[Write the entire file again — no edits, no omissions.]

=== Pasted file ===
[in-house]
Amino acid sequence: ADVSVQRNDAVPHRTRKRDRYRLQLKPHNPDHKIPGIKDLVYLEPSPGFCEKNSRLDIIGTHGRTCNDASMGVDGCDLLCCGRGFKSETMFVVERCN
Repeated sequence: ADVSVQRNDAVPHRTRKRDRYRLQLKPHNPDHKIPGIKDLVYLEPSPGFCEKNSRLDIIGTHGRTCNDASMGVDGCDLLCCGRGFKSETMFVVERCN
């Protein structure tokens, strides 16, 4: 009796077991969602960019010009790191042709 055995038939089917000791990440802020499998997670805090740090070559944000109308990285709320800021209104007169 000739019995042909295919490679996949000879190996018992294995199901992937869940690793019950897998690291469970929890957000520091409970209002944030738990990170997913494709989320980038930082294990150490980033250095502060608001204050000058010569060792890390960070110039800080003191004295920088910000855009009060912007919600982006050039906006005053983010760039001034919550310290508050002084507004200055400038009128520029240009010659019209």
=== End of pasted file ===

[in-house]
Amino acid sequence: ADVSVQRNDAVPHRTRKRDRYRLQLKPHNPDHKIPGIKDLVYLEPSPGFCEKNSRLDIIGTHGRTCNDASMGVDGCDLLCCGRGFKSETMFVVERCN
Repeated sequence: ADVSVQRNDAVPHRTRKRDRYRLQLKPHNPDHKIPGIKDLVYLEPSPGFCEKNSRLDIIGTHGRTCNDASMGVDGCDLLCCGRGFKSETMFVVERCN
């Protein structure tokens, strides 16, 4: 009796077991969602960019010009790191042709 055995038939089917000791990440802020499998997670805090740090070559944000109308990285709320800021209104007169 000739019995042909295919490679996949000879190996018992294995199901992937869940690793019950897998690291469970929890957000520091409970209002944030738990990170997913494709989320980038930082294990150490980033250095502060608001204050000058010569060792890390960070110039800080003191004295920088910000855009009060912007919600982006050039906006005053983010760039001034919550310290508050002084507004200055400038009128520029240009010659019209």